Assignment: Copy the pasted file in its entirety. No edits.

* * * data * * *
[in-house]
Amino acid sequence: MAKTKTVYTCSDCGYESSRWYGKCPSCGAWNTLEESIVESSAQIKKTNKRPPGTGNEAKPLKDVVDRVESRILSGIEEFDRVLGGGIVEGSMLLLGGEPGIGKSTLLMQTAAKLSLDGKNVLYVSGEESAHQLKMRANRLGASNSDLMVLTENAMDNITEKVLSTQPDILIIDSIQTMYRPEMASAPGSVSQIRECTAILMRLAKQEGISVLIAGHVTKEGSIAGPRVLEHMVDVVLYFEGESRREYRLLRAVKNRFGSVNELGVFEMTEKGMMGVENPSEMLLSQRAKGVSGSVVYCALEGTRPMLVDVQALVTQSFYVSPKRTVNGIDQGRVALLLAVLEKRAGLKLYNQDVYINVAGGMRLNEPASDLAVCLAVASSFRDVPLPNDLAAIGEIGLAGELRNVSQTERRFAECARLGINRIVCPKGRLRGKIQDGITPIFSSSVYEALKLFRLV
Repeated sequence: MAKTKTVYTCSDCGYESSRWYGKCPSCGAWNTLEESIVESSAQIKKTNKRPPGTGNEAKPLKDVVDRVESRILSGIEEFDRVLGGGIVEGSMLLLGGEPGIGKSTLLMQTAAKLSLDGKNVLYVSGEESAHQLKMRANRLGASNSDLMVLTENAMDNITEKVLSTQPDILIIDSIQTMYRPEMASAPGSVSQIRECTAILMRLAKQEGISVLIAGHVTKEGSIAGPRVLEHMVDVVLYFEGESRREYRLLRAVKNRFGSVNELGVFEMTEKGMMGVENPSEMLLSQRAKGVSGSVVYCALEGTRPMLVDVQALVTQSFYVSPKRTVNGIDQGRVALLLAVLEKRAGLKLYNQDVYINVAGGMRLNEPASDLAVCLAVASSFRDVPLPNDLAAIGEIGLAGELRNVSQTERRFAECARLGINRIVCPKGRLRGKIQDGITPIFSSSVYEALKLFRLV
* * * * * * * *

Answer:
[in-house]
Amino acid sequence: MAKTKTVYTCSDCGYESSRWYGKCPSCGAWNTLEESIVESSAQIKKTNKRPPGTGNEAKPLKDVVDRVESRILSGIEEFDRVLGGGIVEGSMLLLGGEPGIGKSTLLMQTAAKLSLDGKNVLYVSGEESAHQLKMRANRLGASNSDLMVLTENAMDNITEKVLSTQPDILIIDSIQTMYRPEMASAPGSVSQIRECTAILMRLAKQEGISVLIAGHVTKEGSIAGPRVLEHMVDVVLYFEGESRREYRLLRAVKNRFGSVNELGVFEMTEKGMMGVENPSEMLLSQRAKGVSGSVVYCALEGTRPMLVDVQALVTQSFYVSPKRTVNGIDQGRVALLLAVLEKRAGLKLYNQDVYINVAGGMRLNEPASDLAVCLAVASSFRDVPLPNDLAAIGEIGLAGELRNVSQTERRFAECARLGINRIVCPKGRLRGKIQDGITPIFSSSVYEALKLFRLV
Repeated sequence: MAKTKTVYTCSDCGYESSRWYGKCPSCGAWNTLEESIVESSAQIKKTNKRPPGTGNEAKPLKDVVDRVESRILSGIEEFDRVLGGGIVEGSMLLLGGEPGIGKSTLLMQTAAKLSLDGKNVLYVSGEESAHQLKMRANRLGASNSDLMVLTENAMDNITEKVLSTQPDILIIDSIQTMYRPEMASAPGSVSQIRECTAILMRLAKQEGISVLIAGHVTKEGSIAGPRVLEHMVDVVLYFEGESRREYRLLRAVKNRFGSVNELGVFEMTEKGMMGVENPSEMLLSQRAKGVSGSVVYCALEGTRPMLVDVQALVTQSFYVSPKRTVNGIDQGRVALLLAVLEKRAGLKLYNQDVYINVAGGMRLNEPASDLAVCLAVASSFRDVPLPNDLAAIGEIGLAGELRNVSQTERRFAECARLGINRIVCPKGRLRGKIQDGITPIFSSSVYEALKLFRLV